President Trump’s close ally, Turkish President Recep Tayyip Erdogan, may not be happy about this one.
After decades of the United States government declining to acknowledge the Armenian genocide because it would alienate Turkey, the White House on Monday invoked the term — albeit indirectly.
In the course of decrying protesters desecrating memorials across the country, White House press secretary Kayleigh McEnany referred to a memorial to the genocide by its proper name.
“There seems to be a lack of understanding and historical knowledge when the Armenian Genocide Memorial, remembering victims of all crimes against humanity, including slavery, is vandalized,” McEnany said.
The inclusion by McEnany was meant to reinforce the haphazard nature of the protesters’ alleged disregard for history. But it also trod into uneasy waters for an administration that, like its predecessors, has conspicuously avoided using the g-word.
The United States has long declined to acknowledge the Armenian genocide, owing in large part to its strategic alliance with Turkey in the Middle East. The Ottoman Empire is accused of slaughtering more than 1 million Armenians during World War I.
As a candidate, Barack Obama pledged to recognize the genocide for what it was, but his administration never made good on that promise over his eight years.
Likewise, Trump’s administration has shunned a more forceful congressional attempt to press the issue. After both chambers of Congress last year passed bills — each overwhelmingly — to symbolically recognize the genocide, Trump declined to sign it, and his State Department argued that the measure wasn’t U.S. policy.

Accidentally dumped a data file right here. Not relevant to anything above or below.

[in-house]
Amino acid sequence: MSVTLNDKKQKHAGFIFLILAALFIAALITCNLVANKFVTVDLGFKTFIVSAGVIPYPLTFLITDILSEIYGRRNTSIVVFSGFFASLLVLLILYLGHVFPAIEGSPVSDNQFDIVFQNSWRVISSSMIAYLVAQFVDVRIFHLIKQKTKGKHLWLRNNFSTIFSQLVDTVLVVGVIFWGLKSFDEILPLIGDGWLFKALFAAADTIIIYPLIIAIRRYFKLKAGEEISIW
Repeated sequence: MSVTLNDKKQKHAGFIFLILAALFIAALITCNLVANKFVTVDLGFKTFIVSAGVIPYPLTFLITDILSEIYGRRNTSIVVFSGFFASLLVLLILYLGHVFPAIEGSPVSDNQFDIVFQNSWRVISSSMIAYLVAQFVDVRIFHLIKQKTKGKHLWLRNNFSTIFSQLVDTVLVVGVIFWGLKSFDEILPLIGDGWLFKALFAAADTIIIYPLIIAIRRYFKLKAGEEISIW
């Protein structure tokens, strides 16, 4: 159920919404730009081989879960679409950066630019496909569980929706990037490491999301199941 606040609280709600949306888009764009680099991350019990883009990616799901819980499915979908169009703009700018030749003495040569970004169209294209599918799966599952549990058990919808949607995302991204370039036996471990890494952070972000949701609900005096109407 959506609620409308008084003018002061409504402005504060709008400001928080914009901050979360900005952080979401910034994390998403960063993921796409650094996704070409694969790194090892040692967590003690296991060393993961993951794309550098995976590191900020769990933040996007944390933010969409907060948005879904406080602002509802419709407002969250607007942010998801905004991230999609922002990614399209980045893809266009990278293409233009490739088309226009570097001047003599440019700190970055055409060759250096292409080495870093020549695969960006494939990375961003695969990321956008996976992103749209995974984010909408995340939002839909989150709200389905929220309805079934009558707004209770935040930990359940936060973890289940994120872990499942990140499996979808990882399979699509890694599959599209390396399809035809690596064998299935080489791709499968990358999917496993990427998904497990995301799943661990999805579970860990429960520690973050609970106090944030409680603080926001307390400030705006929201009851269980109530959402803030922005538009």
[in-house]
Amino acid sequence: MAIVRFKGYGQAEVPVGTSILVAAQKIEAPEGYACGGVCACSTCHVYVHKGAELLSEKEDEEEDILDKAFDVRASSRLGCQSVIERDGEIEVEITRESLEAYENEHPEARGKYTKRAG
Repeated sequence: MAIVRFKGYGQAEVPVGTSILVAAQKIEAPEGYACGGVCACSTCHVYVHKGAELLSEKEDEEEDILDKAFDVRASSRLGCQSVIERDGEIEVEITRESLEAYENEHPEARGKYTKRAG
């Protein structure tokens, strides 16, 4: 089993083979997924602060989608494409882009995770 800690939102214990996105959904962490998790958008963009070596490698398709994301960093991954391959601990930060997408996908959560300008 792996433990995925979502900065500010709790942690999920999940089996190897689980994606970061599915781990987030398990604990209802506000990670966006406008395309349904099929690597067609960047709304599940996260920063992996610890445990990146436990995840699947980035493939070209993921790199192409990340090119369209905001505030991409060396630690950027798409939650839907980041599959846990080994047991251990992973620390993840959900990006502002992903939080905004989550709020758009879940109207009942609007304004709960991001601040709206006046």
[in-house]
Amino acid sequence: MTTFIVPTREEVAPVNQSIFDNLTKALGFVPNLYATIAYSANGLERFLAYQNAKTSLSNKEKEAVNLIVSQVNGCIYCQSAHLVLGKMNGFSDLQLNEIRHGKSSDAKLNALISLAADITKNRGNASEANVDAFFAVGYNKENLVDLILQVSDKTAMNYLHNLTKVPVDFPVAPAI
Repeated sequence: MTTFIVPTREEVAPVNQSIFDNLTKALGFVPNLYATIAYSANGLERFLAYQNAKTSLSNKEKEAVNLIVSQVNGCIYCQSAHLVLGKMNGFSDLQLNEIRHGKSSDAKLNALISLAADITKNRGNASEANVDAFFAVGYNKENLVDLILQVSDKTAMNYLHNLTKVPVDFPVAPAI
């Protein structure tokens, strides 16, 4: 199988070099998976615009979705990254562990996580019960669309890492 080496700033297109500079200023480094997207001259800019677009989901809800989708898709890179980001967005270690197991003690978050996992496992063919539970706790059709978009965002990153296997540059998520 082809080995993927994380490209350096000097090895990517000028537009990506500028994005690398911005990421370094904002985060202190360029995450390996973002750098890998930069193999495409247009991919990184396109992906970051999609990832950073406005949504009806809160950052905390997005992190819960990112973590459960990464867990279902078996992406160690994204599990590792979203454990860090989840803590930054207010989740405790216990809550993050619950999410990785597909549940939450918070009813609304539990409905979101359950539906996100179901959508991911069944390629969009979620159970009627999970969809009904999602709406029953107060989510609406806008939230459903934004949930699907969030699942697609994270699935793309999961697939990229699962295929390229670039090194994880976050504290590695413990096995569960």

Sen. Lindsey O. Graham (R-S.C.) later said that he momentarily blocked a vote on the measure in the Senate at the express request of the White House, given that Erdogan happened to be visiting at the time.
“The only reason I did it is because he [Erdogan] was still in town,” Graham said, adding: “That would’ve been poor timing. I’m trying to salvage the relationship, if possible.”
The recognition of the genocide is indeed politically dicey. The White House will surely argue that McEnany was simply referring to a memorial by its actual name, but even using that name has been a no-go for many years inside the White House. Some Obama aides have expressed regret for not making a more principled stand on the issue. “I’m sorry,” Obama’s former United Nations ambassador, Samantha Power, said in 2018. “I’m sorry that we disappointed so many Armenian Americans.”
What’s more, groups that have been pushing for the recognition hailed McEnany’s comments Monday.
“We appreciate that the [Trump] administration has taken note that the Armenian Genocide memorial in Denver was vandalized and of the need for a better understanding of historical knowledge,” Armenian Assembly Executive Director Bryan Ardouny said in a statement to The Fix on Monday. “This monument, dedicated on the 100th anniversary of the 1915 Armenian Genocide, ‘commemorates the victims of all crimes against humanity.’ ”
During today’s the @WhiteHouse Press Conference, while explaining the need for better historical understanding given that historical monuments are being vandalized across the US, Press Secretary @PressSec, invoked the desecration of the Armenian Genocide memorial in Denver, CO. pic.twitter.com/Ob7Ir1C3tb
— Armenian Assembly (@ARAMAC_DC) July 6, 2020
The Trump administration has addressed “atrocities” against Armenians, saying on Armenian Remembrance Day this year, “Today, we join the global community in memorializing the lives lost during the Meds Yeghern” — an Armenian phrase meaning “great calamity” that recent U.S. administrations have adopted — “one of the worst mass atrocities of the 20th century.” That statement, including the use off the Armenian phrase, echoed how the Obama administration handled it.
The use of the actual word by McEnany is particularly striking from the Trump administration, though, given that Trump has carved out an especially close relationship with Erdogan. Among other things, Trump withdrew troops from northern Syria, which detractors, including many Republicans, argued allowed Erdogan to slaughter the U.S.-allied Kurds in the region. Former White House national security adviser John Bolton also said in his recent book that Trump told Erdogan he would intervene in a Justice Department case involving a Turkish firm — apparently Halkbank.
Given Trump’s posture, it would seem odd that McEnany would refer in any terms to the Armenian genocide, even if just using the proper name for something.